themissinglink

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I remember seeing in the Cambridge public library around 1971 a really detailed document that showed 30% plans for the favored alternative, which would have been a full blown expressway through Lincoln, Concord, and Acton. Can't find that one now.
I wonder if they still have a copy of that document, I'm really curious to see what it looked like.
 

RandomWalk

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Running the highway almost up to the Battle Road is a heck of a choice.
 

themissinglink

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This site was an obsession of mine 15 or so years ago.

bostonroads.com

It’s still functional but extremely slow to load. Describes a number of unbuilt highways across MA and RI. If you’re patient, worth checking out!
I discovered a lot through that site that I didn't know when I first visited it way back. It's definitely worth checking out for anyone who hasn't.
 

RandomWalk

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Not quite sure how they will do that without some Big Dig level engineering and expense, unless you just closed the crossings outright.

For example, the ORNAC intersection is very close to the Sudbury River crossing. An elevated viaduct would be the most straightforward approach, but it wouldn’t pass muster with the locals and possibly the EIS.
 

reno

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Five MPH EB in the morning, five MPH WB in evening for 1 to 1.5 miles either side of this roundabout, Barrett's Mill Rd. ,Commonwealth Ave., Rt 2A from Acton, Lowell Rd Concord all a mess. The Commonwealth owns 98% of the property around the roundabout and has been doing preliminary designs for decades, continually kick the can down the road.

I love the "improvements" they did there with bizarre lane markings and a huge new traffic camera that was promptly knocked down.
 

Stlin

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Five MPH EB in the morning, five MPH WB in evening for 1 to 1.5 miles either side of this roundabout, Barrett's Mill Rd. ,Commonwealth Ave., Rt 2A from Acton, Lowell Rd Concord all a mess. The Commonwealth owns 98% of the property around the roundabout and has been doing preliminary designs for decades, continually kick the can down the road.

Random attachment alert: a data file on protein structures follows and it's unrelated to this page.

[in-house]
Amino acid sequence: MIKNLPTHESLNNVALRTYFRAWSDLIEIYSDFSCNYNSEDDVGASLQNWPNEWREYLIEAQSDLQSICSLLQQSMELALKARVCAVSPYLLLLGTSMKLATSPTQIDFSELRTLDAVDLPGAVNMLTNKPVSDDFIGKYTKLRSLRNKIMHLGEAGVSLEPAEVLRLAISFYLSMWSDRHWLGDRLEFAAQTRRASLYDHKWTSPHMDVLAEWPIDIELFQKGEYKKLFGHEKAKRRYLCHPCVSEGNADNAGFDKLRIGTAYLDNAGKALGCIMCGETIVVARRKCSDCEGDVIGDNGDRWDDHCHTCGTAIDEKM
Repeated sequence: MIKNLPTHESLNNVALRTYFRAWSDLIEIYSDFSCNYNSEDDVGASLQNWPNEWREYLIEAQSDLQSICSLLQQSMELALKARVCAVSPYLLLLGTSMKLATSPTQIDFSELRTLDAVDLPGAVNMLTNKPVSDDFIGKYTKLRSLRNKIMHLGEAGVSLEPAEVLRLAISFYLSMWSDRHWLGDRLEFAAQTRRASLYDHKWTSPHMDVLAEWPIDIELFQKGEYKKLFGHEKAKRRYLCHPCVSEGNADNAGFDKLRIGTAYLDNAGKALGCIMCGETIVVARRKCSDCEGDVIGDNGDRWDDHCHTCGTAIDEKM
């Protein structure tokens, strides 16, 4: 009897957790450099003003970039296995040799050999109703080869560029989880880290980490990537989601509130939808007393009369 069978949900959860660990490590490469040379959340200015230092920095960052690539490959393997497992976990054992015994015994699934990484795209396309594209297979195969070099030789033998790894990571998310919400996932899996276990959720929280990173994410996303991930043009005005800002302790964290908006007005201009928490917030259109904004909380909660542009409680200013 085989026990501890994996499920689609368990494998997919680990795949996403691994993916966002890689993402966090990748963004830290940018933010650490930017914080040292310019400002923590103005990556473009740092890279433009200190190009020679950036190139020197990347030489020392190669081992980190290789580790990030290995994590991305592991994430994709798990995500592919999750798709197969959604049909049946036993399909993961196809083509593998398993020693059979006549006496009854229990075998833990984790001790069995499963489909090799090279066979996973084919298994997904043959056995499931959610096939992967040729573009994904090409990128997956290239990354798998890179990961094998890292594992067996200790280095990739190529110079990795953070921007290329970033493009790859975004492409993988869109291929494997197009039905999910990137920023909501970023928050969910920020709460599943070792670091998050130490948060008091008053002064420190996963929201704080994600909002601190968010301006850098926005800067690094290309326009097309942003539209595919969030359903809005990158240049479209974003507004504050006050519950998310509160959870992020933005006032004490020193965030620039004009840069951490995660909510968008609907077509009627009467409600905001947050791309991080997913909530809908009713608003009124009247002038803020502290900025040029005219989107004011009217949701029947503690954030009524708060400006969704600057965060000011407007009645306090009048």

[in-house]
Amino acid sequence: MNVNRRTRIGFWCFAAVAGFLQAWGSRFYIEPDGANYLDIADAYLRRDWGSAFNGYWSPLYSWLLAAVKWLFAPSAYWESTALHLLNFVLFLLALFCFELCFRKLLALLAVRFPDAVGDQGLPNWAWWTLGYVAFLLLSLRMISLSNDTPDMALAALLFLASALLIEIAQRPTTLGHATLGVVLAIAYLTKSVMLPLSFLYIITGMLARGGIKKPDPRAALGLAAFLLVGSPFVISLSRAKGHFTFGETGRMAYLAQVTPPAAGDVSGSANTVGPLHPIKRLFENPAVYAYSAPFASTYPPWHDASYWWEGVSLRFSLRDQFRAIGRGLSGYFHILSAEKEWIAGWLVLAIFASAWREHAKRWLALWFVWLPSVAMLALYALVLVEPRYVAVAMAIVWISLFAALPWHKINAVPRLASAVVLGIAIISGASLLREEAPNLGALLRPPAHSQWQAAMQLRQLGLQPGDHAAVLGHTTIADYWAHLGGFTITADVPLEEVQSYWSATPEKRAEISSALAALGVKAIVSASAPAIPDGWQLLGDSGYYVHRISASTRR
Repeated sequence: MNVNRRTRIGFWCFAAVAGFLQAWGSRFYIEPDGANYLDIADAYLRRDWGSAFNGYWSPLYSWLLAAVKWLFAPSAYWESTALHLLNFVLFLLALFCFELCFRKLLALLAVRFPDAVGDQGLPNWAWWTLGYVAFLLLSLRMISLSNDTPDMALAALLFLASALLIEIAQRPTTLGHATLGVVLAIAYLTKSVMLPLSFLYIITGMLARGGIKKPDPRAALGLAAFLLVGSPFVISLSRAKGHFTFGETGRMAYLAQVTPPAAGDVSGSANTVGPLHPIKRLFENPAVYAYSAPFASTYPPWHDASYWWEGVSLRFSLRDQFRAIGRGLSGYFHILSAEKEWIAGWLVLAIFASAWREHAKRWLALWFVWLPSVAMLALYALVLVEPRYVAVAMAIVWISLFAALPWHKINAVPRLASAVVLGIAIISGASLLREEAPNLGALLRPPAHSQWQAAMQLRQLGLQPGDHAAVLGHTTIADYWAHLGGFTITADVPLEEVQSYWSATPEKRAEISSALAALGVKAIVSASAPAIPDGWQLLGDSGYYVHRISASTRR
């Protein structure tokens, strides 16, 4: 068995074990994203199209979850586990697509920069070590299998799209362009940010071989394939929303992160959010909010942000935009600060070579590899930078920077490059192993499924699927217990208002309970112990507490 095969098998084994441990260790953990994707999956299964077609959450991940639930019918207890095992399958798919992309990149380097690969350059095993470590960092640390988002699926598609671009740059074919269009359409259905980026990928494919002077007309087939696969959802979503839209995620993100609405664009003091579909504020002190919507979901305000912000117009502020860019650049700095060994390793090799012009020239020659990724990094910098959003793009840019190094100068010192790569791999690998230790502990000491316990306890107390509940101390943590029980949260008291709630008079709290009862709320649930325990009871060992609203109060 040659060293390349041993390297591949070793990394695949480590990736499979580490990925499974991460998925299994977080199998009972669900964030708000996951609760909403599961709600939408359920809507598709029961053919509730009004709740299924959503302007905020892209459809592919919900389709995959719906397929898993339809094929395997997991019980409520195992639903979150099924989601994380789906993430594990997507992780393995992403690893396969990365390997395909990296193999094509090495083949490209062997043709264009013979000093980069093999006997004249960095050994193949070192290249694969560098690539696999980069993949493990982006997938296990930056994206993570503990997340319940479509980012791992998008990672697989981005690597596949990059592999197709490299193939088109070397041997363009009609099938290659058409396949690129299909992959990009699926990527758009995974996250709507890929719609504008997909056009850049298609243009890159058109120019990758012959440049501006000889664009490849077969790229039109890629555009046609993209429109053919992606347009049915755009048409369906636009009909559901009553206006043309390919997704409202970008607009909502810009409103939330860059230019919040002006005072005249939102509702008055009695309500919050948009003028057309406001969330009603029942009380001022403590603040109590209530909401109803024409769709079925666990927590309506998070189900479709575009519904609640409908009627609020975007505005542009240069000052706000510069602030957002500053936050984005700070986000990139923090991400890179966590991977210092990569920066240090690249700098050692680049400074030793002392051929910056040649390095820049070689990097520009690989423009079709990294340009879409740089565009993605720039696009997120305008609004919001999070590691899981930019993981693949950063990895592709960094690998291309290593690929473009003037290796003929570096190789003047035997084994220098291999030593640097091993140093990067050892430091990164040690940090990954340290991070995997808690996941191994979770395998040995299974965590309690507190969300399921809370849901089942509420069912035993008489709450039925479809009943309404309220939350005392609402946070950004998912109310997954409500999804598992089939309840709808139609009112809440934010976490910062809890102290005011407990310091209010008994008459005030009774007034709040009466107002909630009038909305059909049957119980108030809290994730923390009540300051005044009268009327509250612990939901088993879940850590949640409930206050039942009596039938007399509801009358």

I love the "improvements" they did there with bizarre lane markings and a huge new traffic camera that was promptly knocked down.
Those new markings in the Concord rotary definitely help with clarity and safety, if not congestion - annectodally, accidents have noticably declined.

Also, since we're discussing it: here were the 2 final alternatives from the 2008 effort, with Alternative 5 I think being preferred at the time - as I recall it got punted due to the financial crisis at the time, and it's still being punted now because it's not in the top crash interchanges. No matter how much I would appreciate it, frankly, MassDOT doesn't have the bandwidth for that many big interchange rebuilds - I swear the Allston I90 takes up the vast portion of their energy, and what's spare currently goes to the crash hot-spots, cape bridges and 495/90.

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Link to full ca. 2008 MassHighway presentation
 
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kingofsheeba

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Never say never - I do think the intersections will eventually get zapped one by one after the rotary is gone - they did rebuild Cosby corner after all.
I’ll even take it a step further and say that even the Commonwealth will somehow find a way zap all of the intersections between Memorial and Fresh Pond.
 

Charlie_mta

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I’ll even take it a step further and say that even the Commonwealth will somehow find a way zap all of the intersections between Memorial and Fresh Pond.
If they do that, then the intersection of Routes 2 and 16 at Alewife would need to be fixed as well. But I really don't see anything happening on Route 2 in Cambridge, including Alewife and all the way down to Memorial Drive. Cambridge NIMBYs are legendary and ferocious, like they were hatched in a lab.